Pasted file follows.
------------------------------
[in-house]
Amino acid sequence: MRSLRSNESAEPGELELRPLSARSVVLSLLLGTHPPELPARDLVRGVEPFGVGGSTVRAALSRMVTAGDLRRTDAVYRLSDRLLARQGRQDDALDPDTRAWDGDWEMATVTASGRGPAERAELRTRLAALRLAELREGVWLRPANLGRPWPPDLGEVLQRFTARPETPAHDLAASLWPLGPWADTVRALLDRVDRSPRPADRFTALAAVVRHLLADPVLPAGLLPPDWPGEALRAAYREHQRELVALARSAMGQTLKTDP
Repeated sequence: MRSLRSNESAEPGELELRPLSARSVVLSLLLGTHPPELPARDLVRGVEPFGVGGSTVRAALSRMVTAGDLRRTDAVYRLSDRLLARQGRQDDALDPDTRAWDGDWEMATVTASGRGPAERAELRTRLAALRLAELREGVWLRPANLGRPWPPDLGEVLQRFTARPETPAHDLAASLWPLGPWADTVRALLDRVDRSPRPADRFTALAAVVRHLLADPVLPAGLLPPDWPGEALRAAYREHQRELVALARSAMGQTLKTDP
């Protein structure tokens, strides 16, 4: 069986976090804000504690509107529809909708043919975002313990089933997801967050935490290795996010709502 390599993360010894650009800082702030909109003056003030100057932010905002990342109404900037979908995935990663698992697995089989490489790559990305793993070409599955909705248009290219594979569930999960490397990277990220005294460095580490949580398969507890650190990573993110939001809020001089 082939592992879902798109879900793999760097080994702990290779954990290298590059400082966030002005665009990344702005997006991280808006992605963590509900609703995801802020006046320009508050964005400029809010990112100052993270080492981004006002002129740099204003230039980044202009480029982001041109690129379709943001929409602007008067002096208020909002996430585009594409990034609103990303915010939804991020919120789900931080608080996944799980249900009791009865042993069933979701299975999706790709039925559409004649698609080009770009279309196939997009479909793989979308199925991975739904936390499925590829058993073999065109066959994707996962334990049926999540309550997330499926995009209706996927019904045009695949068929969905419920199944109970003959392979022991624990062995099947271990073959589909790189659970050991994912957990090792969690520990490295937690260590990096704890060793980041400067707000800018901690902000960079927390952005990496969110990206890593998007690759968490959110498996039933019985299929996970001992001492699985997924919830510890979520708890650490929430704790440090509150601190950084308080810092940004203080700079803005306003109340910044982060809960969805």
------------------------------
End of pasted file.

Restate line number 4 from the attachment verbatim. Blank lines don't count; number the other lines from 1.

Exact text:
């Protein structure tokens, strides 16, 4: 069986976090804000504690509107529809909708043919975002313990089933997801967050935490290795996010709502 390599993360010894650009800082702030909109003056003030100057932010905002990342109404900037979908995935990663698992697995089989490489790559990305793993070409599955909705248009290219594979569930999960490397990277990220005294460095580490949580398969507890650190990573993110939001809020001089 082939592992879902798109879900793999760097080994702990290779954990290298590059400082966030002005665009990344702005997006991280808006992605963590509900609703995801802020006046320009508050964005400029809010990112100052993270080492981004006002002129740099204003230039980044202009480029982001041109690129379709943001929409602007008067002096208020909002996430585009594409990034609103990303915010939804991020919120789900931080608080996944799980249900009791009865042993069933979701299975999706790709039925559409004649698609080009770009279309196939997009479909793989979308199925991975739904936390499925590829058993073999065109066959994707996962334990049926999540309550997330499926995009209706996927019904045009695949068929969905419920199944109970003959392979022991624990062995099947271990073959589909790189659970050991994912957990090792969690520990490295937690260590990096704890060793980041400067707000800018901690902000960079927390952005990496969110990206890593998007690759968490959110498996039933019985299929996970001992001492699985997924919830510890979520708890650490929430704790440090509150601190950084308080810092940004203080700079803005306003109340910044982060809960969805």